If there was ever a Venn diagram made up of collectors and dog owners, I would hazard a guess the intersection would be rather crammed. If the categories were dog owners and antiques dealers the number might be even more. Maybe it’s the loneliness of hours spent on the road, or the fact no traditional interior is complete without a Labrador dozing by the Aga, but whatever the reason, we are an industry devoted to our pooches.
Such was the devotion of Diana Steel, one of the founders of the Antique Collectors’ Club, to her four-legged friends (of which she had dozens) she used the silhouette of a greyhound as the company logo – an image still seen on the spine of countless ACC books.
So when The Wallace Collection unveiled its pandemic-delayed exhibition Portraits of Dogs from Gainsborough to Hockney, we knew we needed a front row seat. Over the years dog portraits as a collecting category has also held its ground. Have a look on page 18.
As regular readers know, this magazine loves to champion artists overlooked by history. And with International Women’s Day on March 8 it only seemed right to shine a light on two female artists whose names deserve to be better known. For the feminists it is righting the patriarchal imbalance, but for others it just represents a solid investing opportunity. Between 2012 and 2018, Sotheby’s Mei Moses indices (which track the repeat-sale prices of 60,000 artworks) reported work by female artists rose in value by an average of 72.9 per cent, while art by their male counterparts rose by only 8.3 per cent. Discover more on page 34.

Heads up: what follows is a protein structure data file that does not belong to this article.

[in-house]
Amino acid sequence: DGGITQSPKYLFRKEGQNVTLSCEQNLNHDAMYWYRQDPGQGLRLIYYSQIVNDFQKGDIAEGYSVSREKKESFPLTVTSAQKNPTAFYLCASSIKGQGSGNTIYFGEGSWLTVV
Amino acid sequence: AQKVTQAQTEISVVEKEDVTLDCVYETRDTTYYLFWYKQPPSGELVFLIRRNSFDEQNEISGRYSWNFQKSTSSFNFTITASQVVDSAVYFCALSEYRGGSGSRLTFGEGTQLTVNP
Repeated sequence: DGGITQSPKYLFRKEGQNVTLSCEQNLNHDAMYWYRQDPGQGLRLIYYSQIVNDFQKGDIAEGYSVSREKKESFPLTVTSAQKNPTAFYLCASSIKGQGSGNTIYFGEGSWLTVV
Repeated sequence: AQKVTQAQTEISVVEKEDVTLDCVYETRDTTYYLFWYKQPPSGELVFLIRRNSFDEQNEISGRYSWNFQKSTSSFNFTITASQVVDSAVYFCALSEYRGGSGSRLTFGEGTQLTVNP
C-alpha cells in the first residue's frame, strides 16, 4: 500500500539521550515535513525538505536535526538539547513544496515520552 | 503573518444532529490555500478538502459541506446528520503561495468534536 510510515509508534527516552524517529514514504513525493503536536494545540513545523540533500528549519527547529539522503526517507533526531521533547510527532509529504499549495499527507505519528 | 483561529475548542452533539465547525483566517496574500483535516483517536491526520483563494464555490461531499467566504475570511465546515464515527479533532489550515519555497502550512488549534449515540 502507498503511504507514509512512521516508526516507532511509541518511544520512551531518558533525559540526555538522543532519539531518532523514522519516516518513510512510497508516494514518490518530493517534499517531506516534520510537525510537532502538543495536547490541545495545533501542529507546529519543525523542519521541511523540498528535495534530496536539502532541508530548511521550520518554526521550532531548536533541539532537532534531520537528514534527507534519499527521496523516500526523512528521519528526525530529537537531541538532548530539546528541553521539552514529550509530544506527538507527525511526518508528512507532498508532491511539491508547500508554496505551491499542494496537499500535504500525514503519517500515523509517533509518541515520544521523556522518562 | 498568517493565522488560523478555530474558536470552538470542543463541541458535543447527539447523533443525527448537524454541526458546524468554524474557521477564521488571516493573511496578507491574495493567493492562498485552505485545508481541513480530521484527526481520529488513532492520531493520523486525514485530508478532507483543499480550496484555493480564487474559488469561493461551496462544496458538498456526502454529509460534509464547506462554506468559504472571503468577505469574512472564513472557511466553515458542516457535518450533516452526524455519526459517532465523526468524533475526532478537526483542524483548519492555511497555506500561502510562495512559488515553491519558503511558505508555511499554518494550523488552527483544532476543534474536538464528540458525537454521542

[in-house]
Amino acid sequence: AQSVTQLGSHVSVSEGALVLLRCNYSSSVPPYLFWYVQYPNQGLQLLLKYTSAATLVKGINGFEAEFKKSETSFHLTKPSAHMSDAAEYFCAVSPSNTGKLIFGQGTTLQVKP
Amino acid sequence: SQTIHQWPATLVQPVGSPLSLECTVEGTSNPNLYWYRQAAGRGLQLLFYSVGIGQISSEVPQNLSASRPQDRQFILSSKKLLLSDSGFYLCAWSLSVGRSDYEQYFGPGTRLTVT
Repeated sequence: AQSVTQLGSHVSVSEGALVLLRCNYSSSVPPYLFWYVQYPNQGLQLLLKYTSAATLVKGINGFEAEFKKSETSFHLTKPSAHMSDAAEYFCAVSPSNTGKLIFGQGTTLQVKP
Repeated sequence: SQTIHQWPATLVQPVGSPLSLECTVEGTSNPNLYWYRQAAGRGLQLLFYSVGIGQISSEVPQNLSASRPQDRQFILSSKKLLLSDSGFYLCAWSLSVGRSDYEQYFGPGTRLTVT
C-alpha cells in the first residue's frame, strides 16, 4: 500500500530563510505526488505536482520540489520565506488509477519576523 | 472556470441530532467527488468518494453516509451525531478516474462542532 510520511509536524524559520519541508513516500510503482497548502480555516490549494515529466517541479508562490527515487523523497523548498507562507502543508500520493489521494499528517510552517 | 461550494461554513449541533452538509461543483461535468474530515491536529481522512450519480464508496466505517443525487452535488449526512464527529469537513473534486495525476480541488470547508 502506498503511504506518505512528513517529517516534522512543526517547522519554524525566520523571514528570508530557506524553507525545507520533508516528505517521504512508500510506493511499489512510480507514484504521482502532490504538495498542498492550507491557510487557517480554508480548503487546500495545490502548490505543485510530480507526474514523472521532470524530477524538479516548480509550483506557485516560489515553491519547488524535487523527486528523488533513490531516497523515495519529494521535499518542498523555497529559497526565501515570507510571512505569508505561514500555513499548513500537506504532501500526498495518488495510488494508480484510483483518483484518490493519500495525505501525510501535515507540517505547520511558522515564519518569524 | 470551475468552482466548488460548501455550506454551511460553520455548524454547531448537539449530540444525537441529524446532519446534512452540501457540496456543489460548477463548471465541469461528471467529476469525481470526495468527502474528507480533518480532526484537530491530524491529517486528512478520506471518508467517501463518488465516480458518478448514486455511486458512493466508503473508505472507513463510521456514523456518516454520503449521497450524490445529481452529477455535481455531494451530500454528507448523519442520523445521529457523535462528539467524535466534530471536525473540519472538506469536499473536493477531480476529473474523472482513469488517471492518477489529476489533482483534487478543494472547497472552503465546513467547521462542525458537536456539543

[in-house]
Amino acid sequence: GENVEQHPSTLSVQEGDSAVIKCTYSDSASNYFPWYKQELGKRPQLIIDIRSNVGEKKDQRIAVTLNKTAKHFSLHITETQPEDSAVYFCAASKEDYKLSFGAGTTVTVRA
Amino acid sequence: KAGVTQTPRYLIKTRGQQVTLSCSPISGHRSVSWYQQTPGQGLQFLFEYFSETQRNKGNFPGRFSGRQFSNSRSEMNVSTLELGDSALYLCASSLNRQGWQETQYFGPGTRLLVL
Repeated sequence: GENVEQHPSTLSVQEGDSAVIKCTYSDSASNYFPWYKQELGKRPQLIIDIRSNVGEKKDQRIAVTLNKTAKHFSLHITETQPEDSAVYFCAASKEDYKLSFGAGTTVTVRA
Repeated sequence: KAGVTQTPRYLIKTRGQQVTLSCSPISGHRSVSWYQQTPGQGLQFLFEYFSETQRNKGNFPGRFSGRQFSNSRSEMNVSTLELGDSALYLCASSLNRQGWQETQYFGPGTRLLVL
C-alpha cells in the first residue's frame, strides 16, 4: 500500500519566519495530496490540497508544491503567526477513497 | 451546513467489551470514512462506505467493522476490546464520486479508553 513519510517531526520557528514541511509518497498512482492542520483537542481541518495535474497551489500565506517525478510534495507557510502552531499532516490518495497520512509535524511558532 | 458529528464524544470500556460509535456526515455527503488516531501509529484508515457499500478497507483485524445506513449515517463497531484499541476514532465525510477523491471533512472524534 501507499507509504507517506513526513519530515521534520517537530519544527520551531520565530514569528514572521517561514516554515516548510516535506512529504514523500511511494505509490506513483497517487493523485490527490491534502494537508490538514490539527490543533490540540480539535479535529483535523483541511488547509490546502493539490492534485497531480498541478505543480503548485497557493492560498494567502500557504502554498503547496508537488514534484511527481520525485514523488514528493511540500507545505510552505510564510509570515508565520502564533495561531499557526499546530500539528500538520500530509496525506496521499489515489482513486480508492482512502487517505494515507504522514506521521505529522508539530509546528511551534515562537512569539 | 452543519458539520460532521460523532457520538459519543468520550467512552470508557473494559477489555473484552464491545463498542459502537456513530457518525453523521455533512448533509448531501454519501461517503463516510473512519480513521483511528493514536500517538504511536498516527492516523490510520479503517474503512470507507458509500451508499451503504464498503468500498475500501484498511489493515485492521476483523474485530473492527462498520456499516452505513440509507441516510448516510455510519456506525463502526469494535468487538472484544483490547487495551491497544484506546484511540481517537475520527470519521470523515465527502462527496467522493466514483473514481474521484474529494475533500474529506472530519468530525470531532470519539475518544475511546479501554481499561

Talking of returns, did you know that a ticket for the first US Masters golf tournament in Augusta in 1934 (thought to be one of 10 in existence) sold last year for $600,000? One of the same tickets sold for $50,000 in 2007, the gap reflecting a price hike of 1,100 per cent, or a growth rate of 73.3 per cent per annum. This could be one of the reasons why many experts are predicting sports tickets as one of the really big areas of collecting in 2023. Turn to page 48 for more insider tips.
Elsewhere in the magazine ceramics are at the fore, with a preview of an exhibition of work by the Viennese-born pioneering potter Lucie Rie on page 44, plus, on page 28, a deep dive into the eccentric designs of the Martin Brothers whose work continues to fly out of salerooms around the world. Enjoy the issue.
IN THIS ISSUE
STEVEN SPARROW Behind the scenes with the new managing director at Wilson 55,
JANE OAKLEY is on the scent with the best dog portraits as a new exhibition is unveiled, page 18
GEORGE KINGHAM presents his collecting guide to the eccentric ceramic creations of the legendary Martin Brothers, page 28
Georgina Wroe, Editor
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this Charles X gilt bronze clock in the shape of a sunflower, which has an estimate of £2,000-£3,000 at
Bonhams Chequers attic sale on March 21.
MARIJKE VARRALL-JONES considers the pioneering work of the potter Lucie Rie, page 44
Editor: Georgina Wroe, georgina.
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